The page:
What’s sex got to do with … colorism?

 “Divide the slaves by skin tone and you’ll control them for the next 300+ years.” 

-William Lynch

A debate that has gained a lot of momentum in the African American community lately is the light skin versus dark skin debate. Though many members of the African American community may not realize it,this is an issue that has plagued this community since centuries ago.

The social construction of “light skin” and “dark skin” can be dated back to 1712 when William Lynch devised a plan to separate and divide the slaves as a mean of controlling the slave population. He knew that unity would increase the likelihood of slaves revolting. One of the ways in which he decided to divide the slave community was enacting color differentiation by labeling them as “light skin” or “dark skin.” Much like many other social constructions, these labels were used to justify and even exacerbate inequalities within the African American slave population. During this period, it was established that lighter skinned slaves would work in the house while darker skinned slaves would work in the fields. This established a hierarchy within the slave community. Dark skinned slaves grew to envy the light skinned slaves because of the preferential treatment that they were receiving. Inevitably, this led to the separation of the slave community in which dark skinned slaves mingled and interacted mainly with other dark skinned slaves while light skinned slaves mingled and interacted mainly with other light skinned slaves.

During the 1900s, members of the black community began implementing the “brown paper bag test” in which in order for members to gain acceptance into certain fraternities, sororities, elite social clubs, and even historically black universities, they must first pass a brown paper bag test; passing this “test” meant that one’s skin must be lighter than a brown paper bad. This practice alone established and exacerbated the hierarchy in which “light” skinned people were placed in a position higher than “dark” skinned individuals.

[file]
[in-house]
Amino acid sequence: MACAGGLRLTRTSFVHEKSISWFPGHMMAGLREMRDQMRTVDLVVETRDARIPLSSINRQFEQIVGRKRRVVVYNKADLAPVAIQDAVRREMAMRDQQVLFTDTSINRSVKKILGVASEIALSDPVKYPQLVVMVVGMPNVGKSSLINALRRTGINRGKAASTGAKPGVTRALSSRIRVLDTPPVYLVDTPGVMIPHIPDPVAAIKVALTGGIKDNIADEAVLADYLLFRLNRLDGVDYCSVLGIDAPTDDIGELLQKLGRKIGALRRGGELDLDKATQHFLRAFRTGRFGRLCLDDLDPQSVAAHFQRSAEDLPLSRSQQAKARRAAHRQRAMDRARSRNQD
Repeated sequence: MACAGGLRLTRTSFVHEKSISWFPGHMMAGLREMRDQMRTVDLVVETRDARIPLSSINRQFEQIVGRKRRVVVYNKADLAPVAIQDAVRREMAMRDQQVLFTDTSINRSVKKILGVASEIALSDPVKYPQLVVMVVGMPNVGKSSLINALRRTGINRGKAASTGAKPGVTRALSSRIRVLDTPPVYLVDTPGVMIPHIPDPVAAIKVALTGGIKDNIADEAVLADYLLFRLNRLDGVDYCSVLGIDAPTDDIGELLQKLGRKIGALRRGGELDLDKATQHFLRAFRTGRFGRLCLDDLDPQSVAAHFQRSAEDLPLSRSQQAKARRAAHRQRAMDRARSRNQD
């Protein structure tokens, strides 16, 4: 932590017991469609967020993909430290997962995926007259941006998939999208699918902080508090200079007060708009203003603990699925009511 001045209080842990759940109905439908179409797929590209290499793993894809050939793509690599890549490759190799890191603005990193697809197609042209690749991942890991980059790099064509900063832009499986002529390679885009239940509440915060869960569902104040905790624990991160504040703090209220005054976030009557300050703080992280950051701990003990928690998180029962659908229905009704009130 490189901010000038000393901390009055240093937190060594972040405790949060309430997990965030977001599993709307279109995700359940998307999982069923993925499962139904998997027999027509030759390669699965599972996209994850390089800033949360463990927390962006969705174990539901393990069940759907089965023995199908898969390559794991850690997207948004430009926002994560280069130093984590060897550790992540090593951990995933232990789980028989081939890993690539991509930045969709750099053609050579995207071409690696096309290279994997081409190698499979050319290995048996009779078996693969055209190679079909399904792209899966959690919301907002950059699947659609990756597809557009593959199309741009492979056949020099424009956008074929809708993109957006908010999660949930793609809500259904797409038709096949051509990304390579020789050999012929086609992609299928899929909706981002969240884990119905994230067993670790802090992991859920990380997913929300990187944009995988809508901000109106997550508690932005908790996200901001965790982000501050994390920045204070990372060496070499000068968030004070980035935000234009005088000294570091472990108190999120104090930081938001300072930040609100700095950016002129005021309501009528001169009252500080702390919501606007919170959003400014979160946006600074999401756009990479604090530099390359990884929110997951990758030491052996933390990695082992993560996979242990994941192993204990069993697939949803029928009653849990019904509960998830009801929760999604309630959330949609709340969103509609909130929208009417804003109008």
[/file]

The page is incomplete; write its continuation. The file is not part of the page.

“Though the brown paper bag test is antiquated and frowned upon as a shameful moment in African-American history, the ideals behind the practice still lingers in the African-American community” — Rivea Ruff


Presently, we’re living in a society in which rappers praise women who are lighter skinned African American women. We’re living in a society in which lighter skinned African American men are viewed as “sensitive”;I believe this may be attributed to the fact that darker skinned African American men believe that since men are typically viewed as being “hard-working,” light skin black men who, during slavery, were responsible for completing house chores (which is associated with femininity), are feminine.

Do you think that this is relevant issue in the black community? Do you think President Obama’s lighter skin made it easier for him to be accepted by the majority culture?




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